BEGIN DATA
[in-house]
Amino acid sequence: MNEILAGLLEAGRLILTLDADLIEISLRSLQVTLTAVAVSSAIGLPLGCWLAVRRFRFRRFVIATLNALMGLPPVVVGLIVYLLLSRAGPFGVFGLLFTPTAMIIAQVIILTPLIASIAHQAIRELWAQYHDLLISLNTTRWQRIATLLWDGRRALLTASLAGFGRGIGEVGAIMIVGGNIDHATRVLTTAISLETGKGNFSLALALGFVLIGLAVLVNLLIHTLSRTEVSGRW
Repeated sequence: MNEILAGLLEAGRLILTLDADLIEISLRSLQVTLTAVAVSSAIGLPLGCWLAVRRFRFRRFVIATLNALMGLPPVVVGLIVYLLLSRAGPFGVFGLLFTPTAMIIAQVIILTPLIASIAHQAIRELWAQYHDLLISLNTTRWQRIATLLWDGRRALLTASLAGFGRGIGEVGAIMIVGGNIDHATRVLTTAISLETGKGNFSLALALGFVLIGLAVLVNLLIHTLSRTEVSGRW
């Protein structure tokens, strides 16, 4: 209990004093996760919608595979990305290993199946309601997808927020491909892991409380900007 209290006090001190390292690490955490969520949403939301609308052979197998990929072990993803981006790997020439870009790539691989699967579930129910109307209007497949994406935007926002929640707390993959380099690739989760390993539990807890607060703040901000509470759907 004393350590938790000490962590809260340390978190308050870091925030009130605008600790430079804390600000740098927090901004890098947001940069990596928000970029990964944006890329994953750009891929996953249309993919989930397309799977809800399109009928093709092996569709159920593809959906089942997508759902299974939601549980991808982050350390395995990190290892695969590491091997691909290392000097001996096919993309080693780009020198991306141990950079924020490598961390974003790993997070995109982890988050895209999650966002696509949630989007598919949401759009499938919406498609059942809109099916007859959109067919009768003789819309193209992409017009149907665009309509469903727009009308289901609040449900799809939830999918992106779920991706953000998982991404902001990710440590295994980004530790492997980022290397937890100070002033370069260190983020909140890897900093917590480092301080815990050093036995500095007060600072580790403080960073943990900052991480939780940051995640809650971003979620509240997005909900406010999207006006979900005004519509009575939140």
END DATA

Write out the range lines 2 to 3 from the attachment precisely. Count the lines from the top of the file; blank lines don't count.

Amino acid sequence: MNEILAGLLEAGRLILTLDADLIEISLRSLQVTLTAVAVSSAIGLPLGCWLAVRRFRFRRFVIATLNALMGLPPVVVGLIVYLLLSRAGPFGVFGLLFTPTAMIIAQVIILTPLIASIAHQAIRELWAQYHDLLISLNTTRWQRIATLLWDGRRALLTASLAGFGRGIGEVGAIMIVGGNIDHATRVLTTAISLETGKGNFSLALALGFVLIGLAVLVNLLIHTLSRTEVSGRW
Repeated sequence: MNEILAGLLEAGRLILTLDADLIEISLRSLQVTLTAVAVSSAIGLPLGCWLAVRRFRFRRFVIATLNALMGLPPVVVGLIVYLLLSRAGPFGVFGLLFTPTAMIIAQVIILTPLIASIAHQAIRELWAQYHDLLISLNTTRWQRIATLLWDGRRALLTASLAGFGRGIGEVGAIMIVGGNIDHATRVLTTAISLETGKGNFSLALALGFVLIGLAVLVNLLIHTLSRTEVSGRW